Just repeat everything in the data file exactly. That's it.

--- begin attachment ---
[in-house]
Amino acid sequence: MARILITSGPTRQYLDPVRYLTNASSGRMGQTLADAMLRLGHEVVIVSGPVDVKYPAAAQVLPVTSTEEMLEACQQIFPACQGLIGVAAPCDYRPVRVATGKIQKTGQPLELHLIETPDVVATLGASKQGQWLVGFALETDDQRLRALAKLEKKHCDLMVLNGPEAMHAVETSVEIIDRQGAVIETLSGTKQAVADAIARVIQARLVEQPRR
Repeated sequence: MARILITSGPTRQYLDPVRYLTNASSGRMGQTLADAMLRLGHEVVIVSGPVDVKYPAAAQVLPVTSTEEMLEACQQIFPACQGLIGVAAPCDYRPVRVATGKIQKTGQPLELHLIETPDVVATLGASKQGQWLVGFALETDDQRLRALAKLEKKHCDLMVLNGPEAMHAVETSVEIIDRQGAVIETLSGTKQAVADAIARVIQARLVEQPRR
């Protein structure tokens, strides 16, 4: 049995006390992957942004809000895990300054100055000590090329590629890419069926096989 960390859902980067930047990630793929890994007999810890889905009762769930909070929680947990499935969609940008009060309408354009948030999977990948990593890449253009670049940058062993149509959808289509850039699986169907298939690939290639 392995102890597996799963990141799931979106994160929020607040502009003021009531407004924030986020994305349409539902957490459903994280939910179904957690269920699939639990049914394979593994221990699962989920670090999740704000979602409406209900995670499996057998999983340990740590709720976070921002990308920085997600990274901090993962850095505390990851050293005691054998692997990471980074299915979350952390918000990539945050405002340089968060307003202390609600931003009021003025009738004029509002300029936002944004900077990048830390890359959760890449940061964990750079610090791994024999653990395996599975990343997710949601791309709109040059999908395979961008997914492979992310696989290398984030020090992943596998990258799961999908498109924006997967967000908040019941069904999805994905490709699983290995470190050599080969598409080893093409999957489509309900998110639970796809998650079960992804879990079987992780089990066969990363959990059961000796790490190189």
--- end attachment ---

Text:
[in-house]
Amino acid sequence: MARILITSGPTRQYLDPVRYLTNASSGRMGQTLADAMLRLGHEVVIVSGPVDVKYPAAAQVLPVTSTEEMLEACQQIFPACQGLIGVAAPCDYRPVRVATGKIQKTGQPLELHLIETPDVVATLGASKQGQWLVGFALETDDQRLRALAKLEKKHCDLMVLNGPEAMHAVETSVEIIDRQGAVIETLSGTKQAVADAIARVIQARLVEQPRR
Repeated sequence: MARILITSGPTRQYLDPVRYLTNASSGRMGQTLADAMLRLGHEVVIVSGPVDVKYPAAAQVLPVTSTEEMLEACQQIFPACQGLIGVAAPCDYRPVRVATGKIQKTGQPLELHLIETPDVVATLGASKQGQWLVGFALETDDQRLRALAKLEKKHCDLMVLNGPEAMHAVETSVEIIDRQGAVIETLSGTKQAVADAIARVIQARLVEQPRR
């Protein structure tokens, strides 16, 4: 049995006390992957942004809000895990300054100055000590090329590629890419069926096989 960390859902980067930047990630793929890994007999810890889905009762769930909070929680947990499935969609940008009060309408354009948030999977990948990593890449253009670049940058062993149509959808289509850039699986169907298939690939290639 392995102890597996799963990141799931979106994160929020607040502009003021009531407004924030986020994305349409539902957490459903994280939910179904957690269920699939639990049914394979593994221990699962989920670090999740704000979602409406209900995670499996057998999983340990740590709720976070921002990308920085997600990274901090993962850095505390990851050293005691054998692997990471980074299915979350952390918000990539945050405002340089968060307003202390609600931003009021003025009738004029509002300029936002944004900077990048830390890359959760890449940061964990750079610090791994024999653990395996599975990343997710949601791309709109040059999908395979961008997914492979992310696989290398984030020090992943596998990258799961999908498109924006997967967000908040019941069904999805994905490709699983290995470190050599080969598409080893093409999957489509309900998110639970796809998650079960992804879990079987992780089990066969990363959990059961000796790490190189």